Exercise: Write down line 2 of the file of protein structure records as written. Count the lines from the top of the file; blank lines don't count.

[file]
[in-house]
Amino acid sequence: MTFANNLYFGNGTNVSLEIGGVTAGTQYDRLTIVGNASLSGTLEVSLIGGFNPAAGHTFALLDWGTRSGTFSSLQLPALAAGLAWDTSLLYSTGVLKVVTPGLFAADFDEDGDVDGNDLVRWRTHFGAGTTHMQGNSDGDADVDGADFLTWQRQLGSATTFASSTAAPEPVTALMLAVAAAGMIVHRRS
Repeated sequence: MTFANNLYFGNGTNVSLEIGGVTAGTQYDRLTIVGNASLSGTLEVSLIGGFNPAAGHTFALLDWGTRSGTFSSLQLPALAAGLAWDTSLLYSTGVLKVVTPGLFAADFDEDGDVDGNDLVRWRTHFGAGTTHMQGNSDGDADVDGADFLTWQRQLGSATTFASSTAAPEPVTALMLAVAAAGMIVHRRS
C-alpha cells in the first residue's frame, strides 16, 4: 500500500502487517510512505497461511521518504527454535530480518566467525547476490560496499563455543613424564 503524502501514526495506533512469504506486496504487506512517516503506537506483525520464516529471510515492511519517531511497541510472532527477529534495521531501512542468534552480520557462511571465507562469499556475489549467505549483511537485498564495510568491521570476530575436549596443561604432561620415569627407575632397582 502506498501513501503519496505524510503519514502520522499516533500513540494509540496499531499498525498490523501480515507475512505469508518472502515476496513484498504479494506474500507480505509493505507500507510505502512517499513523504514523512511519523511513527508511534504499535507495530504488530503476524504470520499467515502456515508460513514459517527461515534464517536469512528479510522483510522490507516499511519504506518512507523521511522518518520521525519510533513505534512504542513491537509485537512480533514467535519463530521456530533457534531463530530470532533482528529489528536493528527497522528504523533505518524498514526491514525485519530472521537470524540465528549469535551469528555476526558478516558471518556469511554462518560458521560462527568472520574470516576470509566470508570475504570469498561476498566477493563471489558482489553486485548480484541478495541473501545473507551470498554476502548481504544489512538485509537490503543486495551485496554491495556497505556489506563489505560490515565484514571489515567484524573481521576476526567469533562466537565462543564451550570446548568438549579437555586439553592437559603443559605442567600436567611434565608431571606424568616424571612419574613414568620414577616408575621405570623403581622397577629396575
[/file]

Amino acid sequence: MTFANNLYFGNGTNVSLEIGGVTAGTQYDRLTIVGNASLSGTLEVSLIGGFNPAAGHTFALLDWGTRSGTFSSLQLPALAAGLAWDTSLLYSTGVLKVVTPGLFAADFDEDGDVDGNDLVRWRTHFGAGTTHMQGNSDGDADVDGADFLTWQRQLGSATTFASSTAAPEPVTALMLAVAAAGMIVHRRS